Germany's economy slows during the third quarter after strong growth in the first six months of the year. It comes as Angela Merkel faces perhaps the biggest test of her career, as she seeks a fourth term in office. Sonia Legg reports.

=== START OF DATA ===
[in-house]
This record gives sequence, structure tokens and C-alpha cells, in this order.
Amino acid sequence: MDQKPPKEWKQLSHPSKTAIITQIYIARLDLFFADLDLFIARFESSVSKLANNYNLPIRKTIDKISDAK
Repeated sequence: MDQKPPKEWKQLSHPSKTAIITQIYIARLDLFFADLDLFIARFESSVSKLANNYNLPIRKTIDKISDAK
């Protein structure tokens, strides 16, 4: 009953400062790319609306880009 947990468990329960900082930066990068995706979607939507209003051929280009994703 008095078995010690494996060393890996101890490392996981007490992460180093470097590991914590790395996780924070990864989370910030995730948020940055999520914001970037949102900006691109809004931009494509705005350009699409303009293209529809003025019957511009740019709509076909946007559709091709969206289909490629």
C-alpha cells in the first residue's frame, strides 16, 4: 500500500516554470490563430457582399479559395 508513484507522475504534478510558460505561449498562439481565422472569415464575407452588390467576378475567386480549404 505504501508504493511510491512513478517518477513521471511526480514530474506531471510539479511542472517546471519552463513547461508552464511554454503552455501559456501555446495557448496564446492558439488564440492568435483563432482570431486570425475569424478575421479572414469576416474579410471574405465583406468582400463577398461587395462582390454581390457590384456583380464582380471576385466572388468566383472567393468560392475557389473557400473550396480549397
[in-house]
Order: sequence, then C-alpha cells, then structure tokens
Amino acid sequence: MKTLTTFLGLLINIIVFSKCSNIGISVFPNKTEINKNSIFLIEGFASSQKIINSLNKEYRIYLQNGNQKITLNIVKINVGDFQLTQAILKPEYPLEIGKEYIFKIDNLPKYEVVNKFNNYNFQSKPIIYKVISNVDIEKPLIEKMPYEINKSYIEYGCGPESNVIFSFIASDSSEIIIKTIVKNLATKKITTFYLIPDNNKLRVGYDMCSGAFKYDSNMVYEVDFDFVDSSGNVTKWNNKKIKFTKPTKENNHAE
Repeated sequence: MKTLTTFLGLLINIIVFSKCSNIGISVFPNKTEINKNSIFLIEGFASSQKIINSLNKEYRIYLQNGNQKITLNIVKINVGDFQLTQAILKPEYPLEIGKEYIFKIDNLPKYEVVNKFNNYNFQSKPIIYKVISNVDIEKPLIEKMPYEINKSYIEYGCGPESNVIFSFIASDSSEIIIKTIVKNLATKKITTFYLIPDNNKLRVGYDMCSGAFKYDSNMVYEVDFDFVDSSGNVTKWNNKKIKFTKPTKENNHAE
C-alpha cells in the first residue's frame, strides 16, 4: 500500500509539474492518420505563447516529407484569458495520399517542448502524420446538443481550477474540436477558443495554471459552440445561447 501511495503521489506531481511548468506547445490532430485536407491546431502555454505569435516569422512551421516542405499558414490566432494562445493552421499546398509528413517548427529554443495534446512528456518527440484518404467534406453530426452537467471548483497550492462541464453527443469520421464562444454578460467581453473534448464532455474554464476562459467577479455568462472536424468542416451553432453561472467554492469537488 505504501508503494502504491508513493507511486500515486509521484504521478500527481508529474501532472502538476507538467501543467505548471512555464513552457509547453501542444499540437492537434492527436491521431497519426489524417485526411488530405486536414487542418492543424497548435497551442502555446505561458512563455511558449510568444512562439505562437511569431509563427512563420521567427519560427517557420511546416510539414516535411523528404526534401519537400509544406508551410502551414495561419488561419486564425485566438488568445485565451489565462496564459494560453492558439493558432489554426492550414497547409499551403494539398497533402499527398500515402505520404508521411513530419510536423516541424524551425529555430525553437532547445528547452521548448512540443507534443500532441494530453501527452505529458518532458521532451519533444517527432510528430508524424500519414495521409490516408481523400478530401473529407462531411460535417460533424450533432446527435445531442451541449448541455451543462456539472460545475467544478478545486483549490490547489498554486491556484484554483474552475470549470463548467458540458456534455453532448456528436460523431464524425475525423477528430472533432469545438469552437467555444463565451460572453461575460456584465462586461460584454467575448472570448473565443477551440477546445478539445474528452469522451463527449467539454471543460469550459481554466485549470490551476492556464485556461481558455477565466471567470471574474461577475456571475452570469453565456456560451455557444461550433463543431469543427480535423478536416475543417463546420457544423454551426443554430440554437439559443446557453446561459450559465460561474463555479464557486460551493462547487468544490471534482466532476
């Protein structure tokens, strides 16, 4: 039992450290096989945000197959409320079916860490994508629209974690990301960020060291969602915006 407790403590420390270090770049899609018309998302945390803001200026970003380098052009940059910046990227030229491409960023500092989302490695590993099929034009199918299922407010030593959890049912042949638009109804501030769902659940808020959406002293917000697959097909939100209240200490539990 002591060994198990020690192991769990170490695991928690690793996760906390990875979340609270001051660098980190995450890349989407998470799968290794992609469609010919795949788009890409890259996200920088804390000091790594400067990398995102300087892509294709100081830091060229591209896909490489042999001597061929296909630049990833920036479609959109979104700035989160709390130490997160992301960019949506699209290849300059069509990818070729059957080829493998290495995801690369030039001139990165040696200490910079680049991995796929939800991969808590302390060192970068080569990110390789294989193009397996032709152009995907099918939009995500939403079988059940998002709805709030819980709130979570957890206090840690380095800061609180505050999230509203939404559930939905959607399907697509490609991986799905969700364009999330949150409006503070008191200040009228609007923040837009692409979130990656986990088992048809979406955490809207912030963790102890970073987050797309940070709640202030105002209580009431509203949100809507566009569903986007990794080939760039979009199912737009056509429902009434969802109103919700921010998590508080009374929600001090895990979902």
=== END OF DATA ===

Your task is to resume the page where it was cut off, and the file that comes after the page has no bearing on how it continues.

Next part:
A slowdown in Germany's economy wasn't enough to knock Angela Merkel off the front pages. Firstly, the finance ministry's 0.2 percent figure for the third quarter was expected - coming after two quarters of strong growth. And secondly the economy is still on track for 1.8 percent growth in 2016 - the strongest expansion rate in half a decade. Private consumption and state spending were the main drivers and the labour market remained solid. That'll be welcome news for Merkel, although she'll have plenty of other challenges as she seeks a fourth term in office. (SOUNDBITE) (English) JANE FOLEY, SENIOR FX STRATEGIST, RABOBANK, SAYING: "Latest German opinion polls suggest 55 percent of Germans would like to see Merkel again as the German Chancellor - that said the reason the opinion polls went down was becauSe of her stance on immigration and there is talk now that she may have to move her stance a little bit to the right." Merkel's promising more state spending on infrastructure in 2017 - without any new borrowing. Germany already has a budget surplus and is under pressure to do more to boost growth in the rest of the euro zone. Many also see her as the region's rock. (SOUNDBITE) (German) HEAD OF CAPITAL MARKETS ANALYSIS AT BAADER BANK, ROBERT HALVER, SAYING: "Merkel is seen as the person who can bring stability to an unstable Europe. But it's a mammoth task, the danger of populist election victories is very high. And the ECB has an even more important role, it must placate voters in many countries by financing social gifts." The ECB's current QE programme is due to end in March. And most expect an extension - with the announcement possibly coming as early as next month.